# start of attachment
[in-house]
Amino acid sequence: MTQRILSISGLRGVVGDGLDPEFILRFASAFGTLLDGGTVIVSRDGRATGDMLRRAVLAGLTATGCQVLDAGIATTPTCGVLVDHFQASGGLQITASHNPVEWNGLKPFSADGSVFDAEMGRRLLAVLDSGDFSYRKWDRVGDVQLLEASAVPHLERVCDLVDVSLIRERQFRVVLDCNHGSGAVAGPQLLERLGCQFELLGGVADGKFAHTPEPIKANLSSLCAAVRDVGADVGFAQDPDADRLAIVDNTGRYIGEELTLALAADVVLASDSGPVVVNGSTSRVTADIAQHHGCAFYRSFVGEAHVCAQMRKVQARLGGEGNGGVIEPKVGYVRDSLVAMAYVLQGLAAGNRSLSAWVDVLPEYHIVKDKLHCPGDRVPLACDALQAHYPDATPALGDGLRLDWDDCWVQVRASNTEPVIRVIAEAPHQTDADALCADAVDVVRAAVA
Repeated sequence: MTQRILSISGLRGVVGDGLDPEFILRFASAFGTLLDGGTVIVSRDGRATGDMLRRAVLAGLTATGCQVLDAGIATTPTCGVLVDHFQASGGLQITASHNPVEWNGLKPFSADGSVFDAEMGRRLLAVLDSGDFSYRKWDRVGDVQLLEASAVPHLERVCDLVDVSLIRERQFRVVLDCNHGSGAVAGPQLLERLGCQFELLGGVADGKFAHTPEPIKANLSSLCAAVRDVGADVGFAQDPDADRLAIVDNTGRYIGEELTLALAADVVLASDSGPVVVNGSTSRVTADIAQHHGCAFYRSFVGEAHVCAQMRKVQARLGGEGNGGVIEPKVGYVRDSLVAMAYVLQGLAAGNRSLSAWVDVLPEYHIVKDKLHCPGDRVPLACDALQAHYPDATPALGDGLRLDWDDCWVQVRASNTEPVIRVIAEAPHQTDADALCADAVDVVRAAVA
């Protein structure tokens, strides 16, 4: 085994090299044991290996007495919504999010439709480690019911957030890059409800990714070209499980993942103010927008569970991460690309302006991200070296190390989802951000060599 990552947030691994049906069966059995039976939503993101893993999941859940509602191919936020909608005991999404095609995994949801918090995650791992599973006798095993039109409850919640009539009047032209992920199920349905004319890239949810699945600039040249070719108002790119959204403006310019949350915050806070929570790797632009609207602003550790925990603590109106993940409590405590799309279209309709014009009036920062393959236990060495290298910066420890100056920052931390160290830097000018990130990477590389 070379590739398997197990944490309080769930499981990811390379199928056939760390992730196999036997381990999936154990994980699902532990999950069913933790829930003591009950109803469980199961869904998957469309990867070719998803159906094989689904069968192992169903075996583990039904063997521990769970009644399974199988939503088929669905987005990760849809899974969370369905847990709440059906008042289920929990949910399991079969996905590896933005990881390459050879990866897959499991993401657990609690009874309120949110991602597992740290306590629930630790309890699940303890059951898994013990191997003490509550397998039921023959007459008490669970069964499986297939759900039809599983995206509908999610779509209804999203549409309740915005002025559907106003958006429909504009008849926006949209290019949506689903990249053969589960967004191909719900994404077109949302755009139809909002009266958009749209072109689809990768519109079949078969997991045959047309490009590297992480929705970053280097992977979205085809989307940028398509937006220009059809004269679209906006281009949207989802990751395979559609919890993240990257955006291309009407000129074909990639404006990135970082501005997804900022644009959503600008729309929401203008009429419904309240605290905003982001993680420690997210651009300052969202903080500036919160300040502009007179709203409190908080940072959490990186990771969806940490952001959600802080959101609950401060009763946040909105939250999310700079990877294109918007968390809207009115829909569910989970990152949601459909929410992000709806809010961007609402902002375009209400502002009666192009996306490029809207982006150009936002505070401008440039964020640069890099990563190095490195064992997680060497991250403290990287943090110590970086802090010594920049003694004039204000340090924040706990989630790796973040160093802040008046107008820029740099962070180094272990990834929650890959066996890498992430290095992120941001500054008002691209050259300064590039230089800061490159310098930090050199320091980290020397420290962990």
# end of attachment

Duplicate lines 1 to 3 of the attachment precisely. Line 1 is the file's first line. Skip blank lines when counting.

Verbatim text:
[in-house]
Amino acid sequence: MTQRILSISGLRGVVGDGLDPEFILRFASAFGTLLDGGTVIVSRDGRATGDMLRRAVLAGLTATGCQVLDAGIATTPTCGVLVDHFQASGGLQITASHNPVEWNGLKPFSADGSVFDAEMGRRLLAVLDSGDFSYRKWDRVGDVQLLEASAVPHLERVCDLVDVSLIRERQFRVVLDCNHGSGAVAGPQLLERLGCQFELLGGVADGKFAHTPEPIKANLSSLCAAVRDVGADVGFAQDPDADRLAIVDNTGRYIGEELTLALAADVVLASDSGPVVVNGSTSRVTADIAQHHGCAFYRSFVGEAHVCAQMRKVQARLGGEGNGGVIEPKVGYVRDSLVAMAYVLQGLAAGNRSLSAWVDVLPEYHIVKDKLHCPGDRVPLACDALQAHYPDATPALGDGLRLDWDDCWVQVRASNTEPVIRVIAEAPHQTDADALCADAVDVVRAAVA
Repeated sequence: MTQRILSISGLRGVVGDGLDPEFILRFASAFGTLLDGGTVIVSRDGRATGDMLRRAVLAGLTATGCQVLDAGIATTPTCGVLVDHFQASGGLQITASHNPVEWNGLKPFSADGSVFDAEMGRRLLAVLDSGDFSYRKWDRVGDVQLLEASAVPHLERVCDLVDVSLIRERQFRVVLDCNHGSGAVAGPQLLERLGCQFELLGGVADGKFAHTPEPIKANLSSLCAAVRDVGADVGFAQDPDADRLAIVDNTGRYIGEELTLALAADVVLASDSGPVVVNGSTSRVTADIAQHHGCAFYRSFVGEAHVCAQMRKVQARLGGEGNGGVIEPKVGYVRDSLVAMAYVLQGLAAGNRSLSAWVDVLPEYHIVKDKLHCPGDRVPLACDALQAHYPDATPALGDGLRLDWDDCWVQVRASNTEPVIRVIAEAPHQTDADALCADAVDVVRAAVA